All three rates increase with minor roadway traffic volumes. This indicates that crashes are occurring more frequently and becoming more severe as traffic increases on the side roads.
Second, researchers examined crash types (head-on, right-angle, rear-end, etc.) relative to both major and minor roadway traffic volumes. (Right-angle crashes tend to be the most severe. They happen when drivers on the minor roadway fail to select an adequate gap between vehicles when crossing the expressway.)
Figure 2 illustrates that as minor roadway traffic volumes increase, the percentage of right-angle crashes increases.
Interestingly, as Figure 3 illustrates, traffic volume on the expressway itself does not seem to have an impact on crash type.
Another look at the data
To examine this trend another way, Maze and his team looked at 20 TWSC expressway intersections with the 10 best and 10 worst safety performance records. (These were identified by comparing statistically modeled crash-severity rates for the intersections to actual crash-severity rates.)
Table 1 shows average traffic volumes for minor and major roadways at the 10 highest-severity intersections and the 10 lowest-severity intersections.
Table 1. Average Daily Traffic on Approaches of High- and Low-Severity TWSC Expressway Intersections
|Avg Traffic Volume (ADT) on Major Road (Expressway)||Avg Traffic Volume (ADT) on Minor Road|
|Low Crash-Severity Intersections||20,360||424|
|High Crash-Severity Intersections||11,490||2,300|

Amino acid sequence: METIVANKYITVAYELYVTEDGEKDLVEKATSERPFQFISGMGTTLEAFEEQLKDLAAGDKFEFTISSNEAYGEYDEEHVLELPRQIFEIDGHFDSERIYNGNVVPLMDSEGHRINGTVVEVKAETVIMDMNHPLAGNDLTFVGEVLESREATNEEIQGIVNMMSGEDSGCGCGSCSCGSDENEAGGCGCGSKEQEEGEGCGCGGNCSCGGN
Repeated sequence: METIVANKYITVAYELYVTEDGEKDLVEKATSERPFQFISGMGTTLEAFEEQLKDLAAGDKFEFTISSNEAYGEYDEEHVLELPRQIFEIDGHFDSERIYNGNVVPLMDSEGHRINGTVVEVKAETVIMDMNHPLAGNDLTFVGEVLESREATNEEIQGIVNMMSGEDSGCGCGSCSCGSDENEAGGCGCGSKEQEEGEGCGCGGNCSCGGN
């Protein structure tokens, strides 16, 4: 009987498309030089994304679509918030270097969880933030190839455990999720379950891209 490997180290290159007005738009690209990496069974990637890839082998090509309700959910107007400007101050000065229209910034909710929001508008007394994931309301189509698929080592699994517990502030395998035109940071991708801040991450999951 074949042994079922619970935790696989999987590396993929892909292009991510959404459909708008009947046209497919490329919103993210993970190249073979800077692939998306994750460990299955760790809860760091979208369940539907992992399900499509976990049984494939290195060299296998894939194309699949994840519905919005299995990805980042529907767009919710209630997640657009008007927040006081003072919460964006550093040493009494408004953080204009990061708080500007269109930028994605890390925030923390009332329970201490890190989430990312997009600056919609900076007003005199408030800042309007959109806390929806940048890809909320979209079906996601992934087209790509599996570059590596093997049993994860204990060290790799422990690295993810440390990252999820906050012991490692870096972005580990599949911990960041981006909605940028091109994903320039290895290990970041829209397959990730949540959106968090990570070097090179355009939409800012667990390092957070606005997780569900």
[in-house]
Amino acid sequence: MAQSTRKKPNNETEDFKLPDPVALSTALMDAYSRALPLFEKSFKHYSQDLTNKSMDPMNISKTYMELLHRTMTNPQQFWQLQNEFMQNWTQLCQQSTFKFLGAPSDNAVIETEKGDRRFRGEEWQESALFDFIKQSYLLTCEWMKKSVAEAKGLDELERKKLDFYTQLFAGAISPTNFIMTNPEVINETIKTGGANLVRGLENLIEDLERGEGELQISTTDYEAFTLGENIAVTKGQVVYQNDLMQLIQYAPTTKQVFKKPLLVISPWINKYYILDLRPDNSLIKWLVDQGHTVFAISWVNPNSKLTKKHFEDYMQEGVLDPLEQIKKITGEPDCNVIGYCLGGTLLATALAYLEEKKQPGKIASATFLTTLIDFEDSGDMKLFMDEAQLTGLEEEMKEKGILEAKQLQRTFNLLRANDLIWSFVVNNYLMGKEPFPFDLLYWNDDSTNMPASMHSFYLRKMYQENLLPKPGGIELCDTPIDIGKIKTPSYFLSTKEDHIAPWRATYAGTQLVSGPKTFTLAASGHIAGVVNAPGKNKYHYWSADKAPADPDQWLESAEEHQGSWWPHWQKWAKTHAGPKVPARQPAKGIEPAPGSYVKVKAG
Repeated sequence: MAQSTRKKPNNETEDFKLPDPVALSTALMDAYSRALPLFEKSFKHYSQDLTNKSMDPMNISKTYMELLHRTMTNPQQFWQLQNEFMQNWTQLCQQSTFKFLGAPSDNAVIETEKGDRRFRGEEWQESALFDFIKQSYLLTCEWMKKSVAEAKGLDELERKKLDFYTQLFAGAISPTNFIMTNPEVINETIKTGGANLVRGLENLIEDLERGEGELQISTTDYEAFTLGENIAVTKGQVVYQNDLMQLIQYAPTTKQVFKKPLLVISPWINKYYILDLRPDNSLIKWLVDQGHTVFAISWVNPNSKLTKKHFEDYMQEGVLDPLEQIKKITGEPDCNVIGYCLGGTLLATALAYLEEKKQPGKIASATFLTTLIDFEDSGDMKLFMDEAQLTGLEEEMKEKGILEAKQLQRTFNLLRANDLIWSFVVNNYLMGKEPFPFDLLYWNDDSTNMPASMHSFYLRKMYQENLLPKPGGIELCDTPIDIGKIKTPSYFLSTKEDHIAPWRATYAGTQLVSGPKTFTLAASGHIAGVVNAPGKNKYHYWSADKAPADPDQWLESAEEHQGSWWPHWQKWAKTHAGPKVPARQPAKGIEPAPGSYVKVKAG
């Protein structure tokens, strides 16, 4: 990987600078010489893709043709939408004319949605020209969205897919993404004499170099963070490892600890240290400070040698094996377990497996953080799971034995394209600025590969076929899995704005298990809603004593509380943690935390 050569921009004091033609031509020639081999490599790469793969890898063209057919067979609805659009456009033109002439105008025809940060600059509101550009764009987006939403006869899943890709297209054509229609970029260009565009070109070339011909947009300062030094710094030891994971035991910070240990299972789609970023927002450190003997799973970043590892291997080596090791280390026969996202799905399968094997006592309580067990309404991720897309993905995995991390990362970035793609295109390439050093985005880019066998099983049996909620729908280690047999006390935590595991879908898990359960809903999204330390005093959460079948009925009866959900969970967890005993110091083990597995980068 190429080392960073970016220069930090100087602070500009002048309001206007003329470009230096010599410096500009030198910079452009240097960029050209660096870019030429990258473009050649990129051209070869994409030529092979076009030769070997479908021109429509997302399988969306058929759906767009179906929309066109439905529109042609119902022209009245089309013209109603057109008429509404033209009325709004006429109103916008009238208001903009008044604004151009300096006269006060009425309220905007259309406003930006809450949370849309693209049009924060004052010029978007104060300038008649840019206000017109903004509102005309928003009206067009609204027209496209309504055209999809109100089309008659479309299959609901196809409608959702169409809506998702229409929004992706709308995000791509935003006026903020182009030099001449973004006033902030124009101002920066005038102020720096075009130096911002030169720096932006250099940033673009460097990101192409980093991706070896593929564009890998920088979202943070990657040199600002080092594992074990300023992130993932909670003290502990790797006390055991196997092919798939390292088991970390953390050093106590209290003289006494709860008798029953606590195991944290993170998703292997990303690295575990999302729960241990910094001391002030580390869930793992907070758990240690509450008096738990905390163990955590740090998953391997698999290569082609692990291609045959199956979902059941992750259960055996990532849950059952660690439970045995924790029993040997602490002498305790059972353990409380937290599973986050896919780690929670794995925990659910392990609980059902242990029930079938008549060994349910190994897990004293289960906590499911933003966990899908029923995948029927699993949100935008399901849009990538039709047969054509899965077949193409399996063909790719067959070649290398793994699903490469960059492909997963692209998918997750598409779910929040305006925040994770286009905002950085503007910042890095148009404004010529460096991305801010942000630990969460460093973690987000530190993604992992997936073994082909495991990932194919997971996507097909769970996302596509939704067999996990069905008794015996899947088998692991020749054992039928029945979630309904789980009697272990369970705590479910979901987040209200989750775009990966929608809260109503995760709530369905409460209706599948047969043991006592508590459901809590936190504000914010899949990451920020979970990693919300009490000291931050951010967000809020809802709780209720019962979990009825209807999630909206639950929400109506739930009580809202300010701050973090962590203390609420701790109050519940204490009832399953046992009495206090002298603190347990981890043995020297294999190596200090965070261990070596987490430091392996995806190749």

|Avg for all intersections with at least 1 crash||10,840||1,362|
As expected, at intersections with low crash-severity ratings, average traffic volumes on the minor roadways were low—well below the overall average. And at intersections with high crash-severity ratings, average traffic volumes on the minor roadways were well above the overall average.
It was a surprise, however, that the low crash-severity intersections were on the highest volume rural expressways in Iowa.
Figure 4 illustrates the difference in crash type distribution between high crash-severity and low crash-severity intersections. The high crash-severity intersections have a very high involvement of right-angle crashes (66 percent), while the low crash-severity intersections have a low involvement of right-angle crashes.
The most problematic TWSC expressway intersections are those with high minor roadway traffic volumes (2,000 vehicle per day or more), or where minor roadway volumes are highly peaked. A typical example is a rural commuter route to an urban job center.
Other potentially problematic intersections include those
- where side-road drivers’ ability to judge gaps in traffic is hindered by horizontal or vertical curves on the expressway.
- with commercial development (gas stations, convenience stores, fast food, etc.), where additional turning movements and higher volumes create more opportunity for crashes.
How does this affect roadway design?
See the follow-up article in the next issue of Technology News.
For more information
Contact Tom Maze, 515-294-9459, firstname.lastname@example.org.